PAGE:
Certificate of Registered Series
In order to implement registered series after June 1, 2022, one will need to file a certificate of registered series with the Secretary of State and pay a filing fee of $300. If no such filing is done, then the series of the LLC will, by default, be viewed as protected or nominal series. A certificate of registered series must state: (1) the name of the limited liability company; (2) the name of the registered series being formed, which must conform with the requirements of Section 5.056(c); and (3) if the registered series is formed under a plan of conversion or merger, a statement to that effect (BOC Sec. 101.623(b)).
Note that a certificate of registered series has a specific, limited purpose. It is not a certificate of amendment, so the certificate of registered series is not an appropriate means of altering or amending the company’s certificate of formation. This is true even though a “certificate of registered series may include any other provisions not inconsistent with law relating to the organization, ownership, governance, business, or affairs of the registered series” (BOC Sec. 101.623(c)). A certificate of registered series may be amended by filing a certificate of amendment (BOC Sec. 101.624(a)).
Powers of Protected and Registered Series
The change here is subtle. The newly amended BOC Sec. 101.605 states:
A protected series or registered series established under this subchapter has the power and capacity, in the name of the protected series or registered series, to: (1) sue and be sued; (2) contract; (3) acquire, sell, and hold title to assets of the protected series or registered series, including real property, personal property, and intangible property; (4) grant liens and security interests in assets of the protected series or registered series; (5) be a promoter, organizer, partner, owner, member, associate, or manager of an organization; and (6) exercise any power or privilege as necessary or appropriate to the conduct, promotion, or attainment of the business, purposes, or activities of the protected series or registered series.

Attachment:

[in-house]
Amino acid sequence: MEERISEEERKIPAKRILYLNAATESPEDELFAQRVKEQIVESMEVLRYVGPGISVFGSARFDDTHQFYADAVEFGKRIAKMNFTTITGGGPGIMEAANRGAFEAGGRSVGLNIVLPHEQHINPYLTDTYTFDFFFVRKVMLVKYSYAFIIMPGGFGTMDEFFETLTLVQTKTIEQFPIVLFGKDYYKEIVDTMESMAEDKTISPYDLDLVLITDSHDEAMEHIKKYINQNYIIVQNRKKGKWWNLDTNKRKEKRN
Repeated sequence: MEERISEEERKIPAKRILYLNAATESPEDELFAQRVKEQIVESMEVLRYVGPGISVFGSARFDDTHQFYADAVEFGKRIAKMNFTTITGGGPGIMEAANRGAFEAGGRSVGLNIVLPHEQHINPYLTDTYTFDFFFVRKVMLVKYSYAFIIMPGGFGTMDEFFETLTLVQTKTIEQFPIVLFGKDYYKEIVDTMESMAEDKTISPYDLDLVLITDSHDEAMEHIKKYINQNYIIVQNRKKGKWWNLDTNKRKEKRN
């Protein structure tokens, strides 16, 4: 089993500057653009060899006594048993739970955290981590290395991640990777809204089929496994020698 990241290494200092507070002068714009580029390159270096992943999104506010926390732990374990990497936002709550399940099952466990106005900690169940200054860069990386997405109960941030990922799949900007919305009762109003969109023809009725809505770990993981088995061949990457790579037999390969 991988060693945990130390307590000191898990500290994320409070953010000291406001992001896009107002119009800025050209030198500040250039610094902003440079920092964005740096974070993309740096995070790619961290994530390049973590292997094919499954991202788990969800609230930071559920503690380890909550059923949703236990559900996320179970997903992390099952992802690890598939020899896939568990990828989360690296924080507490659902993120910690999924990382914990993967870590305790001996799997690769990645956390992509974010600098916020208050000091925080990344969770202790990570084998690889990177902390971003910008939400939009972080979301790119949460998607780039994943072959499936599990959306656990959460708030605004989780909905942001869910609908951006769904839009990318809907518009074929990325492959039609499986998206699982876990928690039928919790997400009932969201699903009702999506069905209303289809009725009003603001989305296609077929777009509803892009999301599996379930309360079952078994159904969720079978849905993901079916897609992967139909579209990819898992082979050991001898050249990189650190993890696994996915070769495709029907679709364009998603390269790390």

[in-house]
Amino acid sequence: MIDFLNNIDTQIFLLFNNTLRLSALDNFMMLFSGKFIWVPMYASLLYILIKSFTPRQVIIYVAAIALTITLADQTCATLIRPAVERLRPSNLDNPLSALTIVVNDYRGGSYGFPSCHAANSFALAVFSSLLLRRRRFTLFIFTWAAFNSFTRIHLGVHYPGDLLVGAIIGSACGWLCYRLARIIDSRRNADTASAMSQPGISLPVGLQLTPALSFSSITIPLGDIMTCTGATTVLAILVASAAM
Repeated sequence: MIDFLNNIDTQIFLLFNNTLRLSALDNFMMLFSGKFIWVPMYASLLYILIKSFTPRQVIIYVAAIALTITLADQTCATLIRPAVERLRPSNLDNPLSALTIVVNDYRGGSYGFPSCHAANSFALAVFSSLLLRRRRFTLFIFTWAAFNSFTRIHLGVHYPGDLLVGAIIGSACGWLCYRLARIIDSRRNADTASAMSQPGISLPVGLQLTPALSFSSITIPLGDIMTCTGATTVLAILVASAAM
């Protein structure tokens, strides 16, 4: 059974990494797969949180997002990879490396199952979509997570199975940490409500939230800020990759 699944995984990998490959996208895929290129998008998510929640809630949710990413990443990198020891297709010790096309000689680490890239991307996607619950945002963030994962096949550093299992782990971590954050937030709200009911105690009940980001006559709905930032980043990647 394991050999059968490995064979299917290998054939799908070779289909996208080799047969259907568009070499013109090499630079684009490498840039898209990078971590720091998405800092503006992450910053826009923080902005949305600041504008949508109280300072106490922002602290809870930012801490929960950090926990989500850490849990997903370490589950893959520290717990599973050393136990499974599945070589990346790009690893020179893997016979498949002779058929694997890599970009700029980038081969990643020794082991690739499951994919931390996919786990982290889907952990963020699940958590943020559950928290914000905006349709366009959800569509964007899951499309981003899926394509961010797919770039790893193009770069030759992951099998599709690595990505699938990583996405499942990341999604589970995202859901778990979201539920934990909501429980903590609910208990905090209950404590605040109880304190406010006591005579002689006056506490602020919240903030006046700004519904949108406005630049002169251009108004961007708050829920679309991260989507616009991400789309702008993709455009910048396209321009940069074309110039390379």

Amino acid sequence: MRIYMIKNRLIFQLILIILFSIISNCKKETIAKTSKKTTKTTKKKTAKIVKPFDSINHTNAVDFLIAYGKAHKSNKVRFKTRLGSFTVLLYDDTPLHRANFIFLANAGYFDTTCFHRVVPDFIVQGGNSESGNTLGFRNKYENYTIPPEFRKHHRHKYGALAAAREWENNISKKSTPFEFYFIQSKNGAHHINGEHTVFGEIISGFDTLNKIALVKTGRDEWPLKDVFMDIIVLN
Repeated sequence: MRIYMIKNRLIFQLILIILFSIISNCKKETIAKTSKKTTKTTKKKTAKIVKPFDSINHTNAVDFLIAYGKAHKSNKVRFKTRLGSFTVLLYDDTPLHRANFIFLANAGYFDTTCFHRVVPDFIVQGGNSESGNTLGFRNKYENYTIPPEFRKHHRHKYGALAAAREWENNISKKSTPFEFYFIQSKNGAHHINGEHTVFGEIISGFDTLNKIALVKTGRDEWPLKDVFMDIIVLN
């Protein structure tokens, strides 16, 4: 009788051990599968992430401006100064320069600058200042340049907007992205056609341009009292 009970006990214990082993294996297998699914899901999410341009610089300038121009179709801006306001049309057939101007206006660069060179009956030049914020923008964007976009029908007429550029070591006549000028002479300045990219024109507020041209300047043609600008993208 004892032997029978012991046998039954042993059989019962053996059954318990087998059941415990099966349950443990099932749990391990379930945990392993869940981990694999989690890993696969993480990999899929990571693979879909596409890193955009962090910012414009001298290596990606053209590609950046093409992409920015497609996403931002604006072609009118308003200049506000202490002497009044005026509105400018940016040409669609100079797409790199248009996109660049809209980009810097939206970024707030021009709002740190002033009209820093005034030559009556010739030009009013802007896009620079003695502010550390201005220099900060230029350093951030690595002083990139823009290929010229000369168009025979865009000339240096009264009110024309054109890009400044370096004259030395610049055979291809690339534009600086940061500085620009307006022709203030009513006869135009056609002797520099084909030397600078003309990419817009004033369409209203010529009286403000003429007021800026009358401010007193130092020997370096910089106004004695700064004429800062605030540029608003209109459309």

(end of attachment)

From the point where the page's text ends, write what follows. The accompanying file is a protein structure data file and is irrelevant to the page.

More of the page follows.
Accordingly, the new categorization of series does not affect the powers that have been traditionally granted to series under the present regime. An example would be the legal capability of either a protected or registered series to hold title to real property. No change there. But what about the leftover category of nominal series? These are not mentioned above, even though it is doubtless true that many series in existence in Texas today fall into the nominal category. As of June 1st, will nominal series suddenly lack these statutory powers? If so, can they properly be described as series at all? Until this and more is clarified, it would probably be better to steer entirely clear of this bottom rung of series. Those with existing series in this category will need to consider an upgrade.